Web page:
The magnate turned to the detective. “I thank you once more that you have come to us. I appreciate it greatly that a stranger to our part of the country, like yourself, should give his time and strength to this problem of our obscure little village.”
“There is nothing else calling me, sir,” answered Muller. “And the Budapest police will explain to headquarters at Vienna if I do not return at once.”
“Do you understand our tongue sufficiently to deal with these people here?”
“Oh, yes; there will be no difficulty about that. I have hunted criminals in Hungary before. And a case of this kind does not usually call for disguises in which any accent would betray one.”
“It is a strange profession,” said the doctor.
“One gets used to it—like everything else,” answered Muller, with a gentle smile. “And now I have to thank you gentlemen for your confidence in me.”
“Which I know you will justify,” said the Count.
Muller shrugged his shoulders: “I haven’t felt anything yet—but it will come—there’s something in the air.”
The Count smiled at his manner of expressing himself, but all four of the men had already begun to feel sympathy and respect for this quiet-mannered little person whose words were so few and whose voice was so gentle. Something in his grey eyes and in the quiet determination of his manner made them realise that he had won his fame honestly. With the enthusiasm of his race the Hungarian Count pressed the detective’s hand in a warm grasp as he said: “I know that we can trust in you. You will avenge the death of my old friend and of those others who were killed here. The doctor and the magistrate will tell you about them to-morrow. We two will go home now. Telegraph us as soon as anything has happened. Every one in the village will be ready to help you and of course you can call on me for funds. Here is something to begin on.” With these words the Count laid a silk purse full of gold pieces on the table. One more pressure of the hand and he was gone. The other men also left the room, following the Count’s lead in a cordial farewell of the detective. They also shared the nobleman’s feeling that now indeed, with this man to help them, could the cloud of horror that had hung over the village for two years, and had culminated in the present catastrophe, be lifted.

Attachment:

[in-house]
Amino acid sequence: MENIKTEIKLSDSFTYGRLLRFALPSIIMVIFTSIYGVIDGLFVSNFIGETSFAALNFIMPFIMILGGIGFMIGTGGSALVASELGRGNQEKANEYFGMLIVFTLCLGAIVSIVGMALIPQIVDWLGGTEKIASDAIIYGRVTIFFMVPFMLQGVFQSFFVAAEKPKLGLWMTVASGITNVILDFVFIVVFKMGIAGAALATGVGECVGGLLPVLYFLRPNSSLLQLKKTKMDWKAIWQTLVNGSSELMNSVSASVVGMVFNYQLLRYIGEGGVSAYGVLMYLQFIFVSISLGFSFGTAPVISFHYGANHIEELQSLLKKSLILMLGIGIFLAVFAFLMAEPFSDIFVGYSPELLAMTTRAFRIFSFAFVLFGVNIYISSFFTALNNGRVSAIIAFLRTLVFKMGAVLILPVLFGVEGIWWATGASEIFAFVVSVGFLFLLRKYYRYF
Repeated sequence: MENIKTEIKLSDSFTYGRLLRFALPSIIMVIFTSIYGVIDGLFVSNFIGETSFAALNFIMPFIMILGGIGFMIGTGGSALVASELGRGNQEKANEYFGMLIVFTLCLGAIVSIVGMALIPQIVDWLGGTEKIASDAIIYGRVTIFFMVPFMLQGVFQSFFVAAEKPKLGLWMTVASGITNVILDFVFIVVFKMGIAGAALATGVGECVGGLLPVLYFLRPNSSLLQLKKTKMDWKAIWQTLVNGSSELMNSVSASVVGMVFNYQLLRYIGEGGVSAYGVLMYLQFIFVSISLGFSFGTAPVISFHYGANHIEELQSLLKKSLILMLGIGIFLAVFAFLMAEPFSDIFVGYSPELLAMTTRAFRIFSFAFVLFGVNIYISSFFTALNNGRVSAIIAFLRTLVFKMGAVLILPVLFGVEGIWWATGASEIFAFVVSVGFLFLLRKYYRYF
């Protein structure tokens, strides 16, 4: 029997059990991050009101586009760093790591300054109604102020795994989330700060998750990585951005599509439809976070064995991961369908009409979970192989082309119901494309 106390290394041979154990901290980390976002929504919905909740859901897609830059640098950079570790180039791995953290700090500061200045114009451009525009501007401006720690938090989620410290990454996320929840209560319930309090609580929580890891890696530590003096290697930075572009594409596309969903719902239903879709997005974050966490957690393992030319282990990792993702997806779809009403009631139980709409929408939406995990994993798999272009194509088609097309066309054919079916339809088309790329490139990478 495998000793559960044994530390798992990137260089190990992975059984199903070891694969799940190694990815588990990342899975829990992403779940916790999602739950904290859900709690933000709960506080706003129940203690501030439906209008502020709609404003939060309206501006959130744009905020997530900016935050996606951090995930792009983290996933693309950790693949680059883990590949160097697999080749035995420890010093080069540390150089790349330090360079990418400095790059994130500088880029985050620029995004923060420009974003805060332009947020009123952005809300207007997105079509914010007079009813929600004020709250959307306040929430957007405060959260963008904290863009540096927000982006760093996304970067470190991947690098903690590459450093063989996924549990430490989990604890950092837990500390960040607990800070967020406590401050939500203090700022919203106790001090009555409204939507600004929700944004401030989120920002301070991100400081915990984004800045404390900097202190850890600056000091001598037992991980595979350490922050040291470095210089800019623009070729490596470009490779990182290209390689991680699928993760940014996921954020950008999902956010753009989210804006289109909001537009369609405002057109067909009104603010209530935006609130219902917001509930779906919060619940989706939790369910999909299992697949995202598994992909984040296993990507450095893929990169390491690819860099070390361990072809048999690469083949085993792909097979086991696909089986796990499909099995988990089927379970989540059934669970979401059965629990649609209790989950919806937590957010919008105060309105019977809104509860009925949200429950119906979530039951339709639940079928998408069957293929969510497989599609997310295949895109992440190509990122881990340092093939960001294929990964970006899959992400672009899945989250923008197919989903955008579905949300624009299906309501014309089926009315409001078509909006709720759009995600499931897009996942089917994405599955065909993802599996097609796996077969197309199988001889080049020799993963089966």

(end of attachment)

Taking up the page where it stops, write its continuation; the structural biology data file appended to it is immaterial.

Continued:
The excitement of the Count’s departure had died away and the steps of the other men on their way to the village had faded in the distance. There was nothing now to be heard but the rustling of the leaves and the creaking of the boughs as the trees bent before the onrush of the wind. Muller stood alone, with folded arms, in the middle of the large room, letting his sharp eyes wander about the circle of light thrown by the lamps. He was glad to be alone—for only when he was alone could his brain do its best work. He took up one of the lamps and opened the door to the room in which, as far as could be known, the murder had been committed. He walked in carefully and, setting the lamp on the desk, examined the articles lying about on it. There was nothing of importance to be found there. An open Bible and a sheet of paper with notes for the day’s sermon lay on top of the desk. In the drawers, none of which were locked, were official papers, books, manuscripts of former sermons, and a few unimportant personal notes.
The flame of the lamp flickered in the breeze that came from the open window. But Muller did not close the casement. He wanted to leave everything just as he had found it until daylight. When he saw that it was impossible to leave the lamp there he took it up again and left the room.
“What is the use of being impatient?” he said to himself. “If I move about in this poor light I will be sure to ruin some possible clue. For there must be some clue left here. It is impossible for even the most practiced criminal not to leave some trace of his presence.”
The detective returned to the dining-room, locking the study door carefully behind him. The maid and the coachman returned, bringing in an abundant supper, and Muller sat down to do justice to the many good things on the tray. When the maid returned to take away the dishes she inquired whether she should put the guest chamber in order for the detective. He told her not to go to any trouble for his sake, that he would sleep in the bed in the neighbouring room.
“You going to sleep in there?” said the girl, horrified.
“Yes, my child, and I think I will sleep well to-night. I feel very tired.” Liska carried the things out, shaking her head in surprise at this thin little man who did not seem to know what it was to be afraid. Half an hour later the rectory was in darkness. Before he retired, Muller had made a careful examination of the pastor’s bedroom. Nothing was disturbed anywhere, and it was evident that the priest had not made any preparations for the night, but was still at work at his desk in the study when death overtook him. When he came to this conclusion, the detective went to bed and soon fell asleep.
In his little hut near the asylum gates, shepherd Janci slept as sound as usual. But he was dreaming and he spoke in his sleep. There was no one to hear him, for his faithful Margit was snoring loudly. Snatches of sentences and broken words came from Janci’s lips: “The hand—the big hand—I see it—at his throat—the face—the yellow face—it laughs—”